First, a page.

She’s right, but unfortunately overpriced phone calls are just one way in which invisible public policies milk the mothers, grandmothers, sisters, fathers, brothers and loved ones of prisoners for money. We talk about this in an article in the current issue of Perspectives on Politics, parts of which we summarize here.
Prison phone calls are shockingly expensive
As Clyburn says, prisoners’ families face an enormous burden just to stay in contact with their loved ones. Families can easily spend between $1,000 and $2,000 a year. In one ethnographic study, the mother of a prisoner spent 20 percent of her total income just to be able to talk to her son on the phone. Why are prison phone calls so expensive? Because they make a lot of money for private businesses and for states.
In almost all states, phone calls must be made collect or are paid for by money deposited by family members in prisoner accounts. State departments of corrections contract with phone companies that generally pay the Department a commission (or, as some might have it, a kickback). A comprehensive study by Prison Legal News calculated the national figure for commissions at 42 percent, documenting both the often-exorbitant phone rates charged to families and the lack of transparency in the bidding and contracting process. A recent report by the Prison Policy Initiative shows that several states receive double that commission. In Baldwin County, Alabama, ICSolutions agreed to pay 84.1 percent of profits back to the county.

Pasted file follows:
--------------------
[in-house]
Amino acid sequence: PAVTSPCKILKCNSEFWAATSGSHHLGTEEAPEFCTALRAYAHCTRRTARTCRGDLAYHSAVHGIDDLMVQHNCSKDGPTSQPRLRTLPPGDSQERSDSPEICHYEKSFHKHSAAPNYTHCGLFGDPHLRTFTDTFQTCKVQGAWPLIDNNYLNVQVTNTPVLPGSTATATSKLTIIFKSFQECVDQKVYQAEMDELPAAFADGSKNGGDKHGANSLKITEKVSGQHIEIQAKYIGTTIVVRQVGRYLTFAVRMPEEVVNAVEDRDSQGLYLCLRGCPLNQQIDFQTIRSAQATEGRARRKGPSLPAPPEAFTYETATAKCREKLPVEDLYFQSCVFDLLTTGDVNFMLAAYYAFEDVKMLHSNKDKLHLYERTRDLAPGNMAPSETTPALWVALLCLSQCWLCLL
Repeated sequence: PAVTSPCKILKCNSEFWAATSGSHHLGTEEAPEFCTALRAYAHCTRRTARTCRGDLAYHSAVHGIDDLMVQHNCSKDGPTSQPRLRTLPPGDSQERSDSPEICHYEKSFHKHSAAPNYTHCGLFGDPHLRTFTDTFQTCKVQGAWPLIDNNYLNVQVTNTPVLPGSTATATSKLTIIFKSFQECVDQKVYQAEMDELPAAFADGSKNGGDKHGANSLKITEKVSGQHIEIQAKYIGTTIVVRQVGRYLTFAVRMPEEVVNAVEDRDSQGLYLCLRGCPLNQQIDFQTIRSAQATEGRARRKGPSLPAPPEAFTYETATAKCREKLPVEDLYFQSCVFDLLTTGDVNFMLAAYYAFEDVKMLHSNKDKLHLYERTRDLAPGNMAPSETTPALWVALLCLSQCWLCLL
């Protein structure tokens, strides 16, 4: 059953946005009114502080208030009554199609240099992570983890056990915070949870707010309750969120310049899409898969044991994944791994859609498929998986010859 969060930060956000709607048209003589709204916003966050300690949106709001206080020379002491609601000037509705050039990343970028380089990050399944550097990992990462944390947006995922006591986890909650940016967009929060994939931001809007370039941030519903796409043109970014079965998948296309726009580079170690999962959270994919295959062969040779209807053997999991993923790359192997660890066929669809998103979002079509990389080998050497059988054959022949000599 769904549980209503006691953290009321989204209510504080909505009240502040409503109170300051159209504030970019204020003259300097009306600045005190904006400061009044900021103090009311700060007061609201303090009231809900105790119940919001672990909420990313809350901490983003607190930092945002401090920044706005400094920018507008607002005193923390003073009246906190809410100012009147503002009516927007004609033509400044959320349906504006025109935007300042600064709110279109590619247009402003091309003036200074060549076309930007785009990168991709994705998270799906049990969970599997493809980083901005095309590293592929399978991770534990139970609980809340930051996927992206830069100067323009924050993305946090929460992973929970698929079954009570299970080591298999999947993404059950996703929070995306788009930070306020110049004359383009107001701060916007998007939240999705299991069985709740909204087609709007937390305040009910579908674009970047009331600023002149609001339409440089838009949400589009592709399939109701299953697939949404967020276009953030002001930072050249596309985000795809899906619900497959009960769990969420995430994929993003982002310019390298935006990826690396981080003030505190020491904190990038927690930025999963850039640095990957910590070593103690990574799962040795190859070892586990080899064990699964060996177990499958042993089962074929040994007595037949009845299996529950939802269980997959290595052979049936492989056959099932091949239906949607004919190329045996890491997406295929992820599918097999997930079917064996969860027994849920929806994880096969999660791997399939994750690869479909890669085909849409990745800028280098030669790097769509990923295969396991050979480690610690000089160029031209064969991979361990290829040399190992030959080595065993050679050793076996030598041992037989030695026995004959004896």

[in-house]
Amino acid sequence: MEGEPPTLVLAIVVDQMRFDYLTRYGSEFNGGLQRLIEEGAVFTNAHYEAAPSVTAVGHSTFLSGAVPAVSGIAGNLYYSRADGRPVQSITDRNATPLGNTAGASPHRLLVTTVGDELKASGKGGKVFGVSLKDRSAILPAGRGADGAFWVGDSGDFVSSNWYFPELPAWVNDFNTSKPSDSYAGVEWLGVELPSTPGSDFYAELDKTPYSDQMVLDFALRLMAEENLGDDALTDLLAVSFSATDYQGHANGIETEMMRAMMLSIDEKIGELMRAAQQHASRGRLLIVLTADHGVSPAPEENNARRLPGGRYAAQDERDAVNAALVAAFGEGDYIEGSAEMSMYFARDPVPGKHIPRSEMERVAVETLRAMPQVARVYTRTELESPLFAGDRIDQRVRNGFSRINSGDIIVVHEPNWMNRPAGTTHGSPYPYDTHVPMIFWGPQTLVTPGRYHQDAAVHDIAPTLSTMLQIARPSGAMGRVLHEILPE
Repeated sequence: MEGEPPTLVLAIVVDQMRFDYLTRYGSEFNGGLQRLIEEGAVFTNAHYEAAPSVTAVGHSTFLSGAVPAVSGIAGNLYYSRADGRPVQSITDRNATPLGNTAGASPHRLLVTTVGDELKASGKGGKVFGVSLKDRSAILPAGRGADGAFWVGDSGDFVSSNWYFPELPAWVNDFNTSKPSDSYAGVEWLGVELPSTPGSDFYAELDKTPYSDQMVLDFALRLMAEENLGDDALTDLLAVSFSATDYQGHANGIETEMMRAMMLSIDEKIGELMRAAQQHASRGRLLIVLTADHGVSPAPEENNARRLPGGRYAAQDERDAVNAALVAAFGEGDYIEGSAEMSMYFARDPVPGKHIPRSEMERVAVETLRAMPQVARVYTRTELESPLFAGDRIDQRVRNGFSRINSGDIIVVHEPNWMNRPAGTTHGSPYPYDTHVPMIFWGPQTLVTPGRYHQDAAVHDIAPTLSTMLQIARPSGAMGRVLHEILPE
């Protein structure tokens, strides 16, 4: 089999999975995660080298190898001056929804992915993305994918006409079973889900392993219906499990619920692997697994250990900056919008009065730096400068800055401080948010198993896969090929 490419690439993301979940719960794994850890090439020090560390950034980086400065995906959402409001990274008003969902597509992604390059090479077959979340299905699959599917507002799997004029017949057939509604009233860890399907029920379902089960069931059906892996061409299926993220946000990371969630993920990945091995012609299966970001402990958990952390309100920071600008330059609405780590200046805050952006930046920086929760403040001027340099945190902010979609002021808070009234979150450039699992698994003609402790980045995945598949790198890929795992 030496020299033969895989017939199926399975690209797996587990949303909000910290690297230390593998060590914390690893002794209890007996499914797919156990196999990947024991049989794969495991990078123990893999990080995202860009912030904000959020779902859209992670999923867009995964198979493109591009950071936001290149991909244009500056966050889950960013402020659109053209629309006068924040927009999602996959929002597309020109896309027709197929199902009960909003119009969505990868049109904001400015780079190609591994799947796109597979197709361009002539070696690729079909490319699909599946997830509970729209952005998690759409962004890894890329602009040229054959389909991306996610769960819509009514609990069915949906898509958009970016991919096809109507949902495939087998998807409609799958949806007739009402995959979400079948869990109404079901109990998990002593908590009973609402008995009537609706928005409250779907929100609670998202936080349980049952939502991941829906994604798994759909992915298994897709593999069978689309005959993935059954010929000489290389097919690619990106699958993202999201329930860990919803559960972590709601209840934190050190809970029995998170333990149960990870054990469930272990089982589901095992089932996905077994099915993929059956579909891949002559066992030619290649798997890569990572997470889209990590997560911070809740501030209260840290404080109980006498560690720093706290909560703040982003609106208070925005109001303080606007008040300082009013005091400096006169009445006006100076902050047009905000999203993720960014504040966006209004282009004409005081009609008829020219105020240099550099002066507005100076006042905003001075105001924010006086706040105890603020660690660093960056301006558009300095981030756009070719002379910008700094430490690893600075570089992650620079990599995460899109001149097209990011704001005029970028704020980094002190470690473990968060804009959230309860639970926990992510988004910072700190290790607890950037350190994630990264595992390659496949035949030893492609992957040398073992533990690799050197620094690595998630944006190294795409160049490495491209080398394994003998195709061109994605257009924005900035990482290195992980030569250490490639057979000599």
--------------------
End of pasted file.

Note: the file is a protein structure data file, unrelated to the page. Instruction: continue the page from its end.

In order to recoup these commissions, telephone companies often tack “hidden’ fees onto the publicly-announced telephone “rates.” The FCC’s new ruling is intended to limit these abuses. Unsurprisingly, it has upset companies whose business models are based on charging these fees, like Securus Technologies, whose CEO is threatening to organize a joint legal action against the FCC with other companies in the industry.
However, this is just one of many ways in which prisoners’ families are gouged
Phone calls are not the only way in which states and private businesses cooperate to make money from prisoners’ families. Prisoners need to buy basic supplies from prison commissaries. Even if they work in prison, they aren’t able to afford to pay themselves – they may earn as little as 2 cents an hour. This means that they need to rely on family members to send them money.